The Problems Associated With Tween Dating

What you should if your tween begins dating

Teen girl and boy working on homework together
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The effects of preteen dating have not been well studied, largely because "dating" before 13 used to mean only going on group dates or "going out" without really going anywhere. These days, though, tweens are acting more and more like teenagers, making one-on-one tween dating more common. Here's what research tells us about the negative effects of one-on-one teenage dating; these findings may give parents insight into what tweens face when dating, and how parents can help and guide them through the dating years.

Most child development experts agree that the earlier dating begins, the more harmful it may be, so parents should do what they can, within reason, to postpone dating and encourage tweens to find fun and fulfillment through extracurricular activities, interests and friendships.

Tween Dating May Increase Depression and Moodiness

Getting through puberty is tough enough, and dating can make it even harder. Adolescents in romantic relationships tend to have more mood issues than single adolescents. First, mood swings tend to be more severe for tweens and teens in relationships than their peers. Secondly, symptoms of depression are more common among dating adolescents than among those who are not dating. Depressive symptoms are especially likely to occur surrounding break-ups. In fact, among adolescents who develop major depressive disorder, a break-up is the most common event that sets off the disorder.

Tween Dating May Create Conflicts

Most parents know that the adolescent years can be years of conflict, and dating can make it even worse. Adolescents in romantic relationships report having more conflict in their lives than do their single peers. These conflicts occur both within the relationship and surrounding the relationship.

Adolescents often have disagreements with parents over their dating behaviors. Friends may also become upset about the amount of time that is being spent with a significant other.

Preteen Dating May Lead to Decreased Time with Friends

When tweens and teens become involved in romantic relationships, they often neglect their friendships. It has been found that as adolescents become more involved in dating, they become less involved with friends, trading off time with one for the other. In fact, 70% of adolescent girls in relationships spend less time with their best friend than with their boyfriend. Adolescents who are dating may miss out on key social and emotional development that takes place in the context of same-sex and non-romantic relationships

Tween Dating Increases the Likelihood of Being Sexually Active

Perhaps obviously, tweens and teens who are in relationships are much more likely to engage in sexual acts than their single peers. Sexual encounters are especially common among adolescents who are in steady relationships compared to adolescents who are in a series of casual relationships.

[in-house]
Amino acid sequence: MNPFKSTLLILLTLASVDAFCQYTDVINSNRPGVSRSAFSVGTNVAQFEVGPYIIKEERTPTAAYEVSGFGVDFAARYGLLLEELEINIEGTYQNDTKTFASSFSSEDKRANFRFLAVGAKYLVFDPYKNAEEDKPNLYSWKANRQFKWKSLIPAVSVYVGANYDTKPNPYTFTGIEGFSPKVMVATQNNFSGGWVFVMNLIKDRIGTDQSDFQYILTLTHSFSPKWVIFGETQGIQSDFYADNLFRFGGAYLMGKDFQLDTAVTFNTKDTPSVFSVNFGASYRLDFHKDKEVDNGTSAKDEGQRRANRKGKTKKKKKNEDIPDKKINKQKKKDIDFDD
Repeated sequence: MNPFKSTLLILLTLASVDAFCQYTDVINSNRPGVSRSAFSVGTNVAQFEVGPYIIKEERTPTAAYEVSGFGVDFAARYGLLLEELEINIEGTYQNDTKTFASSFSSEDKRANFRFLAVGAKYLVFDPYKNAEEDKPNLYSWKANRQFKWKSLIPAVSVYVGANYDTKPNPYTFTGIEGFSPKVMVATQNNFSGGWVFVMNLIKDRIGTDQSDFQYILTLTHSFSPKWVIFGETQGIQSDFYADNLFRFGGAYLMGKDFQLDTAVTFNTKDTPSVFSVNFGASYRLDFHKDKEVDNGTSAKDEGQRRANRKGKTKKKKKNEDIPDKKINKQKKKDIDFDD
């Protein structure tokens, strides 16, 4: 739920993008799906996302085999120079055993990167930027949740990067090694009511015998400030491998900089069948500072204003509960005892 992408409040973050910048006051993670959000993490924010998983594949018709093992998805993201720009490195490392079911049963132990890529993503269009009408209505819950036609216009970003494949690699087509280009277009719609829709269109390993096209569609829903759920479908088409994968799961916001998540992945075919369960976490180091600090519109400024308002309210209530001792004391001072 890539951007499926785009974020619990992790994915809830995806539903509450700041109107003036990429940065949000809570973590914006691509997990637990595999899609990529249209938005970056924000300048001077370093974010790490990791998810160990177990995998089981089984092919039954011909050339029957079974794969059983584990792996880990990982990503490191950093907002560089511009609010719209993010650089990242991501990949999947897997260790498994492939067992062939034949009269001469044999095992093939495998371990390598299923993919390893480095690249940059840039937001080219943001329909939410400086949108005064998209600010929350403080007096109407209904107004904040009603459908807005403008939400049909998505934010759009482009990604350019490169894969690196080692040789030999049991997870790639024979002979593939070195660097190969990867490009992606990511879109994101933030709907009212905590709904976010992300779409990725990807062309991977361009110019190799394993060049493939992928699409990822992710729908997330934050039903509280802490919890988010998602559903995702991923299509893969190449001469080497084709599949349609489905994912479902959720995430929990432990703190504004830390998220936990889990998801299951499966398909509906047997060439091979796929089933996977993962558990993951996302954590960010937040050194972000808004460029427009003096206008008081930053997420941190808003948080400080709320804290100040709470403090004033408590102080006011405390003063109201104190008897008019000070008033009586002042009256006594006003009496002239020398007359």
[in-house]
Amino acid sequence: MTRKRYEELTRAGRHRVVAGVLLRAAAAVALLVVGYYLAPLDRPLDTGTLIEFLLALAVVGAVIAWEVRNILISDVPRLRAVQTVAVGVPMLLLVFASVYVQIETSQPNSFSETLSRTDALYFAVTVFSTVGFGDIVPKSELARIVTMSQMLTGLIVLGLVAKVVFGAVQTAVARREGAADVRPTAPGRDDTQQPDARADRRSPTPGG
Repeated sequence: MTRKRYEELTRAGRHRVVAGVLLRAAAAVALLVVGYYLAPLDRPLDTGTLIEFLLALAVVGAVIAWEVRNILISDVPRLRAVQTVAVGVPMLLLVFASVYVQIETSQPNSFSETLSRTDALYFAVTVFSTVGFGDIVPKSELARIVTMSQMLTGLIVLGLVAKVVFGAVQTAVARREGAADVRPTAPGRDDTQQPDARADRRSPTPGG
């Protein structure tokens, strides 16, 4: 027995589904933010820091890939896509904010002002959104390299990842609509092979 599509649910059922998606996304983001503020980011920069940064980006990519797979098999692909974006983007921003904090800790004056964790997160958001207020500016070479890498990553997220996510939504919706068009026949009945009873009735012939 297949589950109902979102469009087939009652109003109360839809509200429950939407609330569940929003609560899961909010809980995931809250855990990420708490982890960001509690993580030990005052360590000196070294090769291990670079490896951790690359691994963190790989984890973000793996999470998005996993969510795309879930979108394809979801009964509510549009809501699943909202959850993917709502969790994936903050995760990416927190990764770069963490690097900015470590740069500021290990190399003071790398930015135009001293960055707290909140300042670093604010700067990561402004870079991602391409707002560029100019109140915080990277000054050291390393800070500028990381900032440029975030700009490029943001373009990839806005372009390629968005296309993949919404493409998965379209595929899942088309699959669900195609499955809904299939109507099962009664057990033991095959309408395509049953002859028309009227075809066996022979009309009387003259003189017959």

It's also more common in adolescents who experience early puberty. Given the increased risk of contracting STIs and/or becoming pregnant, increased sexual activity is no trivial concern. Be sure your tween knows what your expectations are for his or her behavior, and give your child the resources he or she needs to make smart decisions about their bodies.

Preteen Dating May Come Along With Other Problems

Many studies have found that tween and teenage dating are associated with a number of risky behaviors. For one, adolescents in relationships tend to use alcohol more frequently and in larger quantities than their single peers. In fact, it has been found that as kids become more involved in dating, their alcohol use increases simultaneously. Secondly, teenage dating has been associated with delinquent behaviors including stealing, destroying property and cheating. Finally, academic issues tend to be greater among tweens and teens who are in relationships than those who are not. Whether these problem behaviors are caused by dating or simply come alongside teenage dating is still being debated.


Collins, W. Andrew. More than Myth: The Developmental Significance of Romantic Relationships During Adolescence. Journal of Research on Adolescence. 2003. 13,1: 1-24.

Davies, Patrick T., and Windle, Michael. Middle Adolescents' Dating Pathways and Psychosocial Adjustment. Merrill-Palmer Quarterly. 2000. 46: 90-118.

Gurian, Anita, Ph.D. Boyfriends, Girlfriends: What Parents Need to Know About Teenage Dating. The NYU Child Study Center. Accessed March 1, 2011:

Zimmer-Gembeck, Melanie J. Stability, Change and Individual Differences in Involvement with Friends and Romantic Partners Among Adolescent Females. Journal of Youth and Adolescence. 1999. 28,4: 419-438.

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